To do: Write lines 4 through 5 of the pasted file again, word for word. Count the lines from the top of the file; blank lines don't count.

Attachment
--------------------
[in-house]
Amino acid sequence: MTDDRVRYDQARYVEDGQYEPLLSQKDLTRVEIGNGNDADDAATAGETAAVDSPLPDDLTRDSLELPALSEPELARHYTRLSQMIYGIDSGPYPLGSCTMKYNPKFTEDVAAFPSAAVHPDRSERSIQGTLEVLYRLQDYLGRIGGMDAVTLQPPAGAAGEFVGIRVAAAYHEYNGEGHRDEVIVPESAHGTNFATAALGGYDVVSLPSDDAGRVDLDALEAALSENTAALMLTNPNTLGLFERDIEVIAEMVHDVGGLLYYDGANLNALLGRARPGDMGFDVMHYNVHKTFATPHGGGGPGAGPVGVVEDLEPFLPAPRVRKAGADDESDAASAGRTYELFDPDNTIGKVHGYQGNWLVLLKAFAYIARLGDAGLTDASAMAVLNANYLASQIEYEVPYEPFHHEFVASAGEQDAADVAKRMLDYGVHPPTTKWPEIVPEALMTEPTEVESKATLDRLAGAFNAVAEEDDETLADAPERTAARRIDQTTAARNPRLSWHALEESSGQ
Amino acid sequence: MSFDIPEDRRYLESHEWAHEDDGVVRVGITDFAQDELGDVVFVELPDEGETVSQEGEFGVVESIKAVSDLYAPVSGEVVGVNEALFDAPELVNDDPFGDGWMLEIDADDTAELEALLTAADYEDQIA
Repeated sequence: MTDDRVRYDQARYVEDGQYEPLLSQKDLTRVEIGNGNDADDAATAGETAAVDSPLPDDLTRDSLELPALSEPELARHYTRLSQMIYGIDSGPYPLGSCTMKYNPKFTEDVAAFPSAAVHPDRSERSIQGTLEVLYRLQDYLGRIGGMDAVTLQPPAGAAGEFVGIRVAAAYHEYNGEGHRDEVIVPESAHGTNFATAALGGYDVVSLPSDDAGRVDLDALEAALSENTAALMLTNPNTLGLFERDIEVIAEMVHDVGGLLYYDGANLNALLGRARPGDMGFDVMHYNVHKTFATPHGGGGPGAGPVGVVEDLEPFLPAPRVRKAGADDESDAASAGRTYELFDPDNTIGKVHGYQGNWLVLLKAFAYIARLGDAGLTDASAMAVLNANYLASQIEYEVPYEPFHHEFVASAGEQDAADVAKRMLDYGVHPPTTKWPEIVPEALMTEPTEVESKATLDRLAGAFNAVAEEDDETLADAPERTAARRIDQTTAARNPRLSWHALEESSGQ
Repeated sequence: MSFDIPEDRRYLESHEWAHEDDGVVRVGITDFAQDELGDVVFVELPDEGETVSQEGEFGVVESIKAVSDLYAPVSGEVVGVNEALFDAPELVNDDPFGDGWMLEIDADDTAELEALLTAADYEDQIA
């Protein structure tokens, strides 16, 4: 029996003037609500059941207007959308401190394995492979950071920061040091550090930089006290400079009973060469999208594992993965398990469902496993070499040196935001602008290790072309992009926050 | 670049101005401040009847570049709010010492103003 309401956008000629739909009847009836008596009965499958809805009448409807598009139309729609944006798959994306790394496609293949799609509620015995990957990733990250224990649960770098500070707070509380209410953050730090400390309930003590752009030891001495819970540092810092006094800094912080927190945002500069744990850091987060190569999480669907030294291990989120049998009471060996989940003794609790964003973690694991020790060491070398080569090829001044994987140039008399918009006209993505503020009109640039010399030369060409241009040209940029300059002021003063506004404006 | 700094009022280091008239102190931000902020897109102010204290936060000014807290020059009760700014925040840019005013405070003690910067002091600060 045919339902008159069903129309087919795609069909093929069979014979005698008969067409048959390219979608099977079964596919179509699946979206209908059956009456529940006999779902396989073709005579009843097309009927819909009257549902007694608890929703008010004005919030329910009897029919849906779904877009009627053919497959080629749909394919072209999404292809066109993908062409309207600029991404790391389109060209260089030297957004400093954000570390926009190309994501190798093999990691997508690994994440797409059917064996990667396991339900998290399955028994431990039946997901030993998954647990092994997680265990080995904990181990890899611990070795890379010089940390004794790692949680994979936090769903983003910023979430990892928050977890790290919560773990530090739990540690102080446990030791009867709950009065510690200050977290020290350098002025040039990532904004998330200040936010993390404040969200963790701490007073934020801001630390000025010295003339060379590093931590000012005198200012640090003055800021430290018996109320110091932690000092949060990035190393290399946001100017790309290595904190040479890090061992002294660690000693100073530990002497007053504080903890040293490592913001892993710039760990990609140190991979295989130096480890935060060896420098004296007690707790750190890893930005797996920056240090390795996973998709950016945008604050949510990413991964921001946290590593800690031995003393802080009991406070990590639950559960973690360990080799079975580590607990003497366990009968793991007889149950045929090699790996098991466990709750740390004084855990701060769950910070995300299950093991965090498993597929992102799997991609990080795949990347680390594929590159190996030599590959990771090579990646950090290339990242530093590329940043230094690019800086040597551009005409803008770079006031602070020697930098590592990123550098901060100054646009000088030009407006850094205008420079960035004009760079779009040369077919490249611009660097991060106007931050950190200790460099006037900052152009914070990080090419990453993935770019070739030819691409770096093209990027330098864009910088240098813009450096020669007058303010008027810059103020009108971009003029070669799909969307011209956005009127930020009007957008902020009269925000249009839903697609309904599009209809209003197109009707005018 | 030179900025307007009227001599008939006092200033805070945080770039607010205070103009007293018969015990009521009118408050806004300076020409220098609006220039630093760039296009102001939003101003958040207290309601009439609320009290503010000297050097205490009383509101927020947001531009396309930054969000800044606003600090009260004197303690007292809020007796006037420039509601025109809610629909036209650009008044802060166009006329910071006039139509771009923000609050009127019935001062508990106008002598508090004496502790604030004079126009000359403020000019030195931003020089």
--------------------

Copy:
Repeated sequence: MTDDRVRYDQARYVEDGQYEPLLSQKDLTRVEIGNGNDADDAATAGETAAVDSPLPDDLTRDSLELPALSEPELARHYTRLSQMIYGIDSGPYPLGSCTMKYNPKFTEDVAAFPSAAVHPDRSERSIQGTLEVLYRLQDYLGRIGGMDAVTLQPPAGAAGEFVGIRVAAAYHEYNGEGHRDEVIVPESAHGTNFATAALGGYDVVSLPSDDAGRVDLDALEAALSENTAALMLTNPNTLGLFERDIEVIAEMVHDVGGLLYYDGANLNALLGRARPGDMGFDVMHYNVHKTFATPHGGGGPGAGPVGVVEDLEPFLPAPRVRKAGADDESDAASAGRTYELFDPDNTIGKVHGYQGNWLVLLKAFAYIARLGDAGLTDASAMAVLNANYLASQIEYEVPYEPFHHEFVASAGEQDAADVAKRMLDYGVHPPTTKWPEIVPEALMTEPTEVESKATLDRLAGAFNAVAEEDDETLADAPERTAARRIDQTTAARNPRLSWHALEESSGQ
Repeated sequence: MSFDIPEDRRYLESHEWAHEDDGVVRVGITDFAQDELGDVVFVELPDEGETVSQEGEFGVVESIKAVSDLYAPVSGEVVGVNEALFDAPELVNDDPFGDGWMLEIDADDTAELEALLTAADYEDQIA